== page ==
Catching a tumor: Highlighting Bristol Myers Squibbs's commitment to facing the challenge of cancer resistance

January 19, 2022     

Cancer cells are not only stubborn; they are smart. They find ways to continue to grow and multiply by mutating to evade the immune system and anti-cancer therapies. The slyest cancer cells continue to mutate over time. Lata Jayaraman knows this all too well. 

“The cells go into survival mode, they know they are dying and the stress of that desire to survive causes mutations,” Jayaraman explains. “Kind of like a teenager who doesn’t listen to his parents’ advice, mutations mean that the tumor cell doesn’t listen to cues that tell it to stop proliferating, and instead finds ways to resist the therapy and continue to divide. That is the process of development of resistance.”

In Cambridge’s Kendall Square, Jayaraman is head of Oncology Drug Discovery at Bristol Myers Squibb’s state-of-the-art Mechanisms of Cancer Resistance (MoCR) Thematic Research Center (TRC), where she and her team of researchers are working to change the game for people with cancer whose tumors do not respond to current therapies. They seek to discover and enable development of new treatment options targeting pathways that cancer cells often rely on in order to escape current standard-of-care treatments. 

Methods for overcoming cancer drug resistance

Jayaraman and her team specialize in discovering and optimizing drugs for novel targets that have the potential to overcome cancer resistance mechanisms. Through years of research and an interdisciplinary approach, they have learned some methods for combatting those sly cancer cells. She says the trick is to attack these cells with multiple weapons (i.e. drug combinations) at the same time. 

In some cases, mutations can be silent (a change in a DNA sequence that does not change the basic building blocks of a gene) or be acquired over time, which explains why some patients may respond well to certain therapeutics for several years before the cancer develops resistance mechanisms. And then just like that, a therapy that once worked can become ineffective.

In the lab, Jayaraman and her colleagues are trying to figure out how to make it impossible for a tumor cell to survive, utilizing a concept called synthetic lethality. Synthetic lethality occurs when mutations in two genes together result in cell death, but a mutation in just one of the genes would not. “Using next generation therapies, you attack the vulnerability of the cancer cell,” she said. “Through clever experiments in the lab and collaborating with colleagues in the other TRCs and functional areas, we hope to identify combinations of drugs that will knock the tumor cell out.”

Lata Jayaram photo

Lata Jayaraman, Ph.D.

Head, Oncology Drug Discovery

Lata Jayaraman is head of Oncology Drug Discovery at Bristol Myers Squibb’s Mechanisms of Cancer Resistance Thematic Research Center in Cambridge, MA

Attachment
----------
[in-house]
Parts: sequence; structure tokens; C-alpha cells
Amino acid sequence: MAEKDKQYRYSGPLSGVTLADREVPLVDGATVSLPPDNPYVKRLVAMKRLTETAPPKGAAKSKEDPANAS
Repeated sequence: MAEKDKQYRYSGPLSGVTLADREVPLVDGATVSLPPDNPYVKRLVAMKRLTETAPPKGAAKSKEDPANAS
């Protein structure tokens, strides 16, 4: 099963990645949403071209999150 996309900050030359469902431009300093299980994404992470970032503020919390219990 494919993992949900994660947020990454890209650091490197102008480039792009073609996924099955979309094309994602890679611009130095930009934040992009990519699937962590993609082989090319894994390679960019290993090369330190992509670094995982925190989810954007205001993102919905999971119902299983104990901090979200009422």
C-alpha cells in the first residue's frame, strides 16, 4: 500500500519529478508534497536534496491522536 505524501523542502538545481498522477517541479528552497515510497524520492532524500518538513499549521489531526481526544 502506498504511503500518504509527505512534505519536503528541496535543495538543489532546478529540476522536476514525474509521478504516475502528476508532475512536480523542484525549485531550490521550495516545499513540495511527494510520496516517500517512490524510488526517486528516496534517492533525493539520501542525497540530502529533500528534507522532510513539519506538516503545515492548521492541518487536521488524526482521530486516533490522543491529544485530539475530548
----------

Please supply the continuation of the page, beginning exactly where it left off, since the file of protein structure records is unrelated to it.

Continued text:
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"In oncology, you cannot divvy up the work into separate categories—it’s all interwoven."

While Jayaraman and her team at MoCR focus on tumor intrinsic targets (i.e. factors inside tumor cells that contribute to therapy resistance), they partner with colleagues in other TRCs across the U.S. to examine the biology of cancer cells from a holistic perspective. The team from the Tumor Microenvironment (TME) TRC in Redwood City focuses on tumor extrinsic targets, or targets around the tumor cell, such as interactions with immune cells and other cells within the TME. Meanwhile, the Immuno-Oncology and Cell Therapy (IOCT) TRC in Seattle considers how cell therapies can leverage a patient’s own immune system cells to attack the cancer cells. And finally, the Oncogenesis TRC team in San Diego are leaders in protein degradation. They work with small molecules that use the body’s natural recycling system to degrade proteins that drive tumor cell growth, rather than try to inhibit them. 

“The teamwork across all four TRCs is crucial in attacking cancer cells from every angle possible,” says Jayaraman. “We constantly ask ourselves: Can we do this any better or from a more creative standpoint? How can we keep building from here based on what we already know?”

The teams also work with colleagues in chemistry, toxicology, pharmacology, and translational medicine, among others, to engage in a holistic understanding of cancer cells, an approach that positions BMS to continue to be a leader in the oncology space. 

“In oncology, you cannot divvy up the work into separate categories—it’s all interwoven,” Jayaraman says. “At BMS, we always put our patients at the forefront of what we do. So, we need to collaborate across disciplines and follow the science where it takes us, so that we can continue providing the best care possible for our patients.”

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